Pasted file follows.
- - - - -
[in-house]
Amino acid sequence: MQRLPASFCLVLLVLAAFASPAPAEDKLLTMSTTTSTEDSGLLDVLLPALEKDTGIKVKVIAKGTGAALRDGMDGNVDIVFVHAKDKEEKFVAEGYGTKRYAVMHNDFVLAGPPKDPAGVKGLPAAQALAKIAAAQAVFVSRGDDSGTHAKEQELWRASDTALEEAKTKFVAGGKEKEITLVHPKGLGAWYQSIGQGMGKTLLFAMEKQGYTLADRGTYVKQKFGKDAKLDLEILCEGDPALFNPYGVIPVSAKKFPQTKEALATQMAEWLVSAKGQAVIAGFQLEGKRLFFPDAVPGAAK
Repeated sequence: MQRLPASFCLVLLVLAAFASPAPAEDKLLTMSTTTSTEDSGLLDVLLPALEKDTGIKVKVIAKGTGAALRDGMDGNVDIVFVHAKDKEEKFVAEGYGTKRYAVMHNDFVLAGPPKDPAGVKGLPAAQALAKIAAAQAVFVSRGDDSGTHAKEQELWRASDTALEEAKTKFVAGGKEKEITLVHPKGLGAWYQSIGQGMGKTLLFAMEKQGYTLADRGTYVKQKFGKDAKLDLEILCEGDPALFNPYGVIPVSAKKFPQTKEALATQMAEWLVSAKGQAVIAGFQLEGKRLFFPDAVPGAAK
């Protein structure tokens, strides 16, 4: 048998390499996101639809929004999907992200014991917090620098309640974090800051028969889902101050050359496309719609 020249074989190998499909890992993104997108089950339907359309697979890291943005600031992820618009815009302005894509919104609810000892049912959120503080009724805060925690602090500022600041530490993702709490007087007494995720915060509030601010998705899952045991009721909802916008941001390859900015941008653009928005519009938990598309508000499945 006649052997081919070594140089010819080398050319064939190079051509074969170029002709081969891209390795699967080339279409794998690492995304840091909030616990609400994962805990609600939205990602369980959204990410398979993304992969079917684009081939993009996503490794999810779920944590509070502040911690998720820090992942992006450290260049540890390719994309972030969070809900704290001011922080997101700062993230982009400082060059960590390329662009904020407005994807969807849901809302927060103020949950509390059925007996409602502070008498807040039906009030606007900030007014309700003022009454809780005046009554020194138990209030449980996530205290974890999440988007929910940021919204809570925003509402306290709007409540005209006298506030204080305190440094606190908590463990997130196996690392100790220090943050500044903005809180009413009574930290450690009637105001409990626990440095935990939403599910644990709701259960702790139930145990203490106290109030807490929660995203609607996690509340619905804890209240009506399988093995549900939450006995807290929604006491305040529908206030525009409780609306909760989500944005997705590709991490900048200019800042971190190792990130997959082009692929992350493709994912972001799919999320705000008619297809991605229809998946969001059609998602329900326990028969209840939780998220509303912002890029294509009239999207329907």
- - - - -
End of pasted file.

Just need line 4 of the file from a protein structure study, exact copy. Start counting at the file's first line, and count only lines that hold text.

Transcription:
């Protein structure tokens, strides 16, 4: 048998390499996101639809929004999907992200014991917090620098309640974090800051028969889902101050050359496309719609 020249074989190998499909890992993104997108089950339907359309697979890291943005600031992820618009815009302005894509919104609810000892049912959120503080009724805060925690602090500022600041530490993702709490007087007494995720915060509030601010998705899952045991009721909802916008941001390859900015941008653009928005519009938990598309508000499945 006649052997081919070594140089010819080398050319064939190079051509074969170029002709081969891209390795699967080339279409794998690492995304840091909030616990609400994962805990609600939205990602369980959204990410398979993304992969079917684009081939993009996503490794999810779920944590509070502040911690998720820090992942992006450290260049540890390719994309972030969070809900704290001011922080997101700062993230982009400082060059960590390329662009904020407005994807969807849901809302927060103020949950509390059925007996409602502070008498807040039906009030606007900030007014309700003022009454809780005046009554020194138990209030449980996530205290974890999440988007929910940021919204809570925003509402306290709007409540005209006298506030204080305190440094606190908590463990997130196996690392100790220090943050500044903005809180009413009574930290450690009637105001409990626990440095935990939403599910644990709701259960702790139930145990203490106290109030807490929660995203609607996690509340619905804890209240009506399988093995549900939450006995807290929604006491305040529908206030525009409780609306909760989500944005997705590709991490900048200019800042971190190792990130997959082009692929992350493709994912972001799919999320705000008619297809991605229809998946969001059609998602329900326990028969209840939780998220509303912002890029294509009239999207329907």